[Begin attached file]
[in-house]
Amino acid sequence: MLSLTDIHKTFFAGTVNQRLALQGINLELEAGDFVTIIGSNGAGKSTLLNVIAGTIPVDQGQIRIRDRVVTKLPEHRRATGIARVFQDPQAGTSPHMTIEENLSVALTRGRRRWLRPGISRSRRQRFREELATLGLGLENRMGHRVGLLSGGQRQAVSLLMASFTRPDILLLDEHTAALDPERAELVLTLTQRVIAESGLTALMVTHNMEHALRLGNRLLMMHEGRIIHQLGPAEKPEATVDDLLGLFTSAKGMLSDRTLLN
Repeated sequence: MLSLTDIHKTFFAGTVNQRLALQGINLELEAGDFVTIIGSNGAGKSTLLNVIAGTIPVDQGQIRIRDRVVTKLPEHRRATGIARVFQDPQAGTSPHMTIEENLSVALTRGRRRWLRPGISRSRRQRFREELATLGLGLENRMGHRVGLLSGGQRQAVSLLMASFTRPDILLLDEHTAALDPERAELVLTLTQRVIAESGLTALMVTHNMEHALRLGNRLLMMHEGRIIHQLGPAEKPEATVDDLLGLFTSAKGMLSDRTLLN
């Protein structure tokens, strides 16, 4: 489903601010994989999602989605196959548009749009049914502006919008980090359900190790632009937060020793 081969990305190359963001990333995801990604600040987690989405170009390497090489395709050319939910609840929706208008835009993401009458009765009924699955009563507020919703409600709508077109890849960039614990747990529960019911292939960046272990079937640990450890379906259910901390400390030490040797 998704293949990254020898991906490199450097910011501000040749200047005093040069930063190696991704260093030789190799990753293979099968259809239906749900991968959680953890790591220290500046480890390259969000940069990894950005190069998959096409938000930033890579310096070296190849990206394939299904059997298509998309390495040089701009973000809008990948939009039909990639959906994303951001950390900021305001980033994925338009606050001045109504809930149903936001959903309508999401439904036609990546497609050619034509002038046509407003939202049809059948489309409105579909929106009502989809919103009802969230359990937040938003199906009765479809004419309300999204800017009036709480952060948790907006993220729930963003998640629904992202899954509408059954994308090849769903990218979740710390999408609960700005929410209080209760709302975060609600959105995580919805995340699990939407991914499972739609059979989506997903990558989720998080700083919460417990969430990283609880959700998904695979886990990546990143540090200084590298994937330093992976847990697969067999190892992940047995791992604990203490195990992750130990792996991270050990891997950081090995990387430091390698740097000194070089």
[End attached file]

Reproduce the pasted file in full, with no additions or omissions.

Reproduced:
[in-house]
Amino acid sequence: MLSLTDIHKTFFAGTVNQRLALQGINLELEAGDFVTIIGSNGAGKSTLLNVIAGTIPVDQGQIRIRDRVVTKLPEHRRATGIARVFQDPQAGTSPHMTIEENLSVALTRGRRRWLRPGISRSRRQRFREELATLGLGLENRMGHRVGLLSGGQRQAVSLLMASFTRPDILLLDEHTAALDPERAELVLTLTQRVIAESGLTALMVTHNMEHALRLGNRLLMMHEGRIIHQLGPAEKPEATVDDLLGLFTSAKGMLSDRTLLN
Repeated sequence: MLSLTDIHKTFFAGTVNQRLALQGINLELEAGDFVTIIGSNGAGKSTLLNVIAGTIPVDQGQIRIRDRVVTKLPEHRRATGIARVFQDPQAGTSPHMTIEENLSVALTRGRRRWLRPGISRSRRQRFREELATLGLGLENRMGHRVGLLSGGQRQAVSLLMASFTRPDILLLDEHTAALDPERAELVLTLTQRVIAESGLTALMVTHNMEHALRLGNRLLMMHEGRIIHQLGPAEKPEATVDDLLGLFTSAKGMLSDRTLLN
């Protein structure tokens, strides 16, 4: 489903601010994989999602989605196959548009749009049914502006919008980090359900190790632009937060020793 081969990305190359963001990333995801990604600040987690989405170009390497090489395709050319939910609840929706208008835009993401009458009765009924699955009563507020919703409600709508077109890849960039614990747990529960019911292939960046272990079937640990450890379906259910901390400390030490040797 998704293949990254020898991906490199450097910011501000040749200047005093040069930063190696991704260093030789190799990753293979099968259809239906749900991968959680953890790591220290500046480890390259969000940069990894950005190069998959096409938000930033890579310096070296190849990206394939299904059997298509998309390495040089701009973000809008990948939009039909990639959906994303951001950390900021305001980033994925338009606050001045109504809930149903936001959903309508999401439904036609990546497609050619034509002038046509407003939202049809059948489309409105579909929106009502989809919103009802969230359990937040938003199906009765479809004419309300999204800017009036709480952060948790907006993220729930963003998640629904992202899954509408059954994308090849769903990218979740710390999408609960700005929410209080209760709302975060609600959105995580919805995340699990939407991914499972739609059979989506997903990558989720998080700083919460417990969430990283609880959700998904695979886990990546990143540090200084590298994937330093992976847990697969067999190892992940047995791992604990203490195990992750130990792996991270050990891997950081090995990387430091390698740097000194070089």